Not Every Lapse in Judgment Deserves the Death Penalty

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Courtesy of the Daily News, the poor schmoe who wrote last week’s Headline of the Century explains himself:

The ESPN editor fired Sunday for using “chink in the armor” in a headline about Knicks phenom Jeremy Lin said the racial slur never crossed his mind — and he was devastated when he realized his mistake. “This had nothing to do with me being cute or punny,” Anthony Federico told the Daily News. “I’m so sorry that I offended people. I’m so sorry if I offended Jeremy.”

….Federico, 28, said he understands why he was axed. “ESPN did what they had to do,” he said. He said he has used the phrase “at least 100 times” in headlines over the years and thought nothing of it when he slapped it on the Lin story.

Really? A hundred times? I’m notoriously poor at writing headlines, but even I don’t recycle the same cliches a dozen times a year.

That aside, what are we to think of the firestorm surrounding all this? Option A: Deliberate or not, Federico’s headline was acutely hurtful and offensive and ESPN had no alternative. An abject apology followed by Federico’s firing was really their only choice. Option B: It was a momentary and inadvertent lapse that was removed within half an hour and immediately apologized for. It deserved a reprimand and a game plan to avoid similar problems in the future, not the death penalty.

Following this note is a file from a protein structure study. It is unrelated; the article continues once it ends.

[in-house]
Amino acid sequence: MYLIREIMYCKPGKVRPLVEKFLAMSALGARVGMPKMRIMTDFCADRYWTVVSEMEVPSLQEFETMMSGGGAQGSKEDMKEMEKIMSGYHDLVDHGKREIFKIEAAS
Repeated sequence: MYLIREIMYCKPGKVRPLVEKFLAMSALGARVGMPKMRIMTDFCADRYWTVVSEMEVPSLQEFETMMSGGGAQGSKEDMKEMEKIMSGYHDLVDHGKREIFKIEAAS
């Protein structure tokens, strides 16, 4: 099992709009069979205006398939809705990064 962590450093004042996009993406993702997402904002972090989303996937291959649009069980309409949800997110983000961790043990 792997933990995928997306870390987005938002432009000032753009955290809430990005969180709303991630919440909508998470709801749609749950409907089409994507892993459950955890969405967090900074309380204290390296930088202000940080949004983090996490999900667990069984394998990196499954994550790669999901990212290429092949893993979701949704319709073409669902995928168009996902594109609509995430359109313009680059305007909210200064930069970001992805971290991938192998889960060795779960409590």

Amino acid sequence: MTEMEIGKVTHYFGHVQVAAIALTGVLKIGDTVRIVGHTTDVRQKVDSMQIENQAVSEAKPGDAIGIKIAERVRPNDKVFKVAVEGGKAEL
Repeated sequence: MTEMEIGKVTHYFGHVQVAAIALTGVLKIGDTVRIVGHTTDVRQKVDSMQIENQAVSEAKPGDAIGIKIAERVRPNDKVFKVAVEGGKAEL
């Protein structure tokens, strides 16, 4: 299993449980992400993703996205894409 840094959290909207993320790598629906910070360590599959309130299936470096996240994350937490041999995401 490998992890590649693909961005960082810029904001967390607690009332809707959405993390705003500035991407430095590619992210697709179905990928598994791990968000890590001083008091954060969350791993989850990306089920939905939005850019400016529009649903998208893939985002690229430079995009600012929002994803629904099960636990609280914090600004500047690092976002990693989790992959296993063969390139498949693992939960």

I vote for Option B. We need to reserve the serious ordnance for real acts of malicious racism, not minor lapses of judgment. Not only is it the right thing to do, but real racism gets trivialized when stuff like this sucks up so much oxygen. A little generosity of spirit could go a long way here.

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THE TRUTH...

is the first thing despots go after. An unwavering commitment to it is probably what draws you to Mother Jones' journalism. And as we're seeing in the US and the world around, authoritarians seek to poison the discourse and the way we relate to each other because they can't stand people coming together around a shared sense of the truth—it's a huge threat to them.

Which is also a pretty great way to describe Mother Jones' mission: People coming together around the truth to hold power accountable.

And right now, we need to raise about $400,000 from our online readers over the next two months to hit our annual goal and make good on that mission. Read more about the information war we find ourselves in and how people-powered, independent reporting can and must rise to the challenge—and please support our team's truth-telling journalism with a donation if you can right now.

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